So, remember that the basic subject verb agreement rule only applies in the present tense.
The rule is: for a singular subject, you add -s to the verb.
And for a plural subject, you just use the verb in its base form without -s.
This rule works for all verbs: walk, go, look, speak, ring, have, live, do, talk, play, etc.
Actually, this rule works for all verbs except for one, and that’s the verb “be.”
The verb “be” has its own subject-verb agreement rules.
Let’s talk about them now.
You know that verbs in English have two present tense forms: “eat, eats”, “walk, walks”
and so on, and one past tense form: “ate”, “walked” etc.
But, the verb “be” has three present tense forms: “am”, “is” and “are”.
It also has two past tense forms: “was” and “were”.
In the present, if the subject is “I”, we say “am”: “I am a teacher”, “I’m
going to eat.”
If the subject is a singular noun or one of these pronouns: “he”, “she” or “it”,
we use “is”: “He is happy”, “Sara is waiting”, “It is raining”.
And if the subject is a plural or one of these pronouns: “you”, “we” or “they”,
we use “are”: “You are late”, “We are eating”, “The children are playing”.
In the past, the rules are different.
For singular noun subjects and for the pronouns “I”, “he”, “she” and “it”,
we use “was”: “I was tired”, “Arun was running”, “She was afraid”.
And for plural subjects and the pronouns “you”, “we” and “they”, we use “were”:
“You were rude”, “We were traveling”, “The dogs were barking.”
You see that some of these sentences have continuous verbs: “am going”, “is waiting”,
“is raining”, “are playing”, “was running”, “were traveling”, “were
These are in the present or past continuous tenses, but the form of the verb be: “am”,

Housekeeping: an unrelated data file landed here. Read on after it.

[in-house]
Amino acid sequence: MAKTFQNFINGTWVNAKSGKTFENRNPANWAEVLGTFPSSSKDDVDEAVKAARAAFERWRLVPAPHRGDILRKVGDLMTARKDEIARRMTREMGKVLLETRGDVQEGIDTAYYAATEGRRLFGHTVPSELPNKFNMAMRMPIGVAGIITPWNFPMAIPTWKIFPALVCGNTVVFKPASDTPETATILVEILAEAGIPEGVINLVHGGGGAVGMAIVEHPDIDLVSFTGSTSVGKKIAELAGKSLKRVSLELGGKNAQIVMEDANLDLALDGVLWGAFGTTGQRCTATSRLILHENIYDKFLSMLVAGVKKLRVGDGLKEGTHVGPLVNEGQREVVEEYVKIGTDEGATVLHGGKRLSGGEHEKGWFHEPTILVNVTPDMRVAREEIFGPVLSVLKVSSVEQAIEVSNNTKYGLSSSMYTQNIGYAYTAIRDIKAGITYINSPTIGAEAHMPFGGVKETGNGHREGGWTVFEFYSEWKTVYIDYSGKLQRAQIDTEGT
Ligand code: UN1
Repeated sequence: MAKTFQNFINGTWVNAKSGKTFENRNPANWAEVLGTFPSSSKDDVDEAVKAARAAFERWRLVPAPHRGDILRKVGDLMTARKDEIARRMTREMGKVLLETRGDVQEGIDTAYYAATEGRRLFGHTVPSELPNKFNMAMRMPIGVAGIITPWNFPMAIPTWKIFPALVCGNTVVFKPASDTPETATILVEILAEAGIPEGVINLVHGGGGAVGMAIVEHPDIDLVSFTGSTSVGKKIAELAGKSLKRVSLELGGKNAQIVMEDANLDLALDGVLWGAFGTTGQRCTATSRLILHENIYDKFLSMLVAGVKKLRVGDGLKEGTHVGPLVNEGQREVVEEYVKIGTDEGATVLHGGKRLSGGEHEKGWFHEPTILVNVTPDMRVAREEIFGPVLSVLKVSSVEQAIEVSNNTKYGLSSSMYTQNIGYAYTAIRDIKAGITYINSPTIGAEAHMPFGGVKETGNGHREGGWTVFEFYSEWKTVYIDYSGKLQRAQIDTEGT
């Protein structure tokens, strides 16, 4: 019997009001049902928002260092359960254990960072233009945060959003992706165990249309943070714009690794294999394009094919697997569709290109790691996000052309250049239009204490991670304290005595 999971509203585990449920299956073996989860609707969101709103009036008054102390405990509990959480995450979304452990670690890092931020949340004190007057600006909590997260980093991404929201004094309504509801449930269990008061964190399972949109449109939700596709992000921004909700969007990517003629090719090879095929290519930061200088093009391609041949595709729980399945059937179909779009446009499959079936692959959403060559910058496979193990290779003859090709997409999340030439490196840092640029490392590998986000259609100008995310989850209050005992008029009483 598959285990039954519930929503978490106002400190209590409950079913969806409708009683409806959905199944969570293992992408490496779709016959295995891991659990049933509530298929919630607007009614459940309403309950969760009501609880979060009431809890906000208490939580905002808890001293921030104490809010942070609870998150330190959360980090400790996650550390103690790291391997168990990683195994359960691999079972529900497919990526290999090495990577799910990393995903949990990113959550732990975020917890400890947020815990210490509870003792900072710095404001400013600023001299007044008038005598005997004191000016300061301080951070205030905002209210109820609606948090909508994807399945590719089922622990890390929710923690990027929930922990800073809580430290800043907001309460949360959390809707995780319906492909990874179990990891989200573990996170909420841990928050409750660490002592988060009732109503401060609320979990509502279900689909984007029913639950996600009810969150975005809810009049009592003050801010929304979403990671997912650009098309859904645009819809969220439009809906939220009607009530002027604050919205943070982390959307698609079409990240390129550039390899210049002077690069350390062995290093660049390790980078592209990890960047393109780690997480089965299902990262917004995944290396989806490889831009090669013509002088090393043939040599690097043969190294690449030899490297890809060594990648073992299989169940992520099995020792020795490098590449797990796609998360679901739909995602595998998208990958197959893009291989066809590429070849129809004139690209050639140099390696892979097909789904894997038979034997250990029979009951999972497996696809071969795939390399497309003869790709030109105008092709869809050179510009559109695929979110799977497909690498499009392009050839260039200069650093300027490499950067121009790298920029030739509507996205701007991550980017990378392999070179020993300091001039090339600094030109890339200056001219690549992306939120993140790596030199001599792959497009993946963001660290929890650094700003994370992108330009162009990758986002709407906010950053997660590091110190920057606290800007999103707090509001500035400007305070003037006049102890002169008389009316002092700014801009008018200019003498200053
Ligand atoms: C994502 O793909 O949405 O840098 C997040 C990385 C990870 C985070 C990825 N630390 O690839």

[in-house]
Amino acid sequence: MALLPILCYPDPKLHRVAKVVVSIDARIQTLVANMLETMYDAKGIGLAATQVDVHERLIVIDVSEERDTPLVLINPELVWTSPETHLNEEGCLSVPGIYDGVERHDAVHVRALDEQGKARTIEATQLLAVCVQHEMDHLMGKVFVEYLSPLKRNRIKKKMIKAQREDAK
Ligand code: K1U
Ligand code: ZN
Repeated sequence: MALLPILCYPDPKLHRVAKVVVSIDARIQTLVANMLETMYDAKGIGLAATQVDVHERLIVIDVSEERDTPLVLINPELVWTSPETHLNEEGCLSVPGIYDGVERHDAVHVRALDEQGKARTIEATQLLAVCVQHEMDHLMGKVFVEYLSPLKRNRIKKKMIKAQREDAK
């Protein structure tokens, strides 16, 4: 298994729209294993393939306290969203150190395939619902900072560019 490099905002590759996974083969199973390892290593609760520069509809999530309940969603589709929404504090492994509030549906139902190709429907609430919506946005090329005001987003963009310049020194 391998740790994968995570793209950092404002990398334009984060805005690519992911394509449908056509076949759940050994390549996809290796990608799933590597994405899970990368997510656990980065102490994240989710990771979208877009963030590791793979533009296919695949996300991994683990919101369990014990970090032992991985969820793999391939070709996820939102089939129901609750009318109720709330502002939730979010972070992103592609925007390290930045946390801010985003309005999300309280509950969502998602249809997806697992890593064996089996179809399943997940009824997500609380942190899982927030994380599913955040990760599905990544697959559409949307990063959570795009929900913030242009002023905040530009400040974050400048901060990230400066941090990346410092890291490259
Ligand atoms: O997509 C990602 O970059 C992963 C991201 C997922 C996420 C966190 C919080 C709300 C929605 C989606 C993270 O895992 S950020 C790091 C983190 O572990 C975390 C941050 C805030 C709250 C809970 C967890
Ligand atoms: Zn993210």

“is”, “are”, “was”, “were” is what changes depending on the subject.
If you memorize the simple rules in this table, you’ll find that using “be” correctly
is really no trouble at all.
Alright, if you’re ready, it’s now time for our quiz.
Alright, you see that I have a few tables over on that side that show you all the rules
for subject verb agreement that we have discussed.
The first table is for verbs in general and the second two tables are for the verb be,
first for present and then for the past tense.
Now I have a total of 17 sentences for us to practice with.
We'll do a set of five first and then we'll move on to the next set.
Alright in each sentence I want you to choose the correct verb form so in each one you see
that there are two options at various places.
I want you to choose the correct option in each case.
Stop the video now, think about your answers, then play the video again and continue.
Alright here are the answers: number one: “I like to study for an hour before I go
to bed at night” In both cases we use the base form of the verb without an -s because
for the pronouns I, you, we and they, we don't add s to the verb.
It's the same in number two: You smell great (not smells) because we don't add -s with
the pronoun you and here, “What perfume are you wearing?”
now the subject here is not perfume the subject is you, okay, so with “you” the verb form
of “be” that we're supposed to use is “are”, so “What perfume are you wearing?”
Number three: “This apple looks fresh” There's only one apple we're talking about
here, so we add -s to the verb; that's the singular form – “This apple looks fresh
but those mangoes don't.”
Those mangoes are a plural so we don't add s to the helping verb do: “Those mangoes
don't” - that means they don't look fresh.
Number four: “Paul and his brother run a successful photography business together”
Remember that Paul and his brother is a compound subject - Paul and his brother are two people
so we use a plural verb form “run” without adding -s to the end.
And finally number five – “There are seven continents in the world.”
Here, the subject is not “there” - it's neither singular nor plural; there is just
The subject here is seven continents - that's a plural so “There are seven continents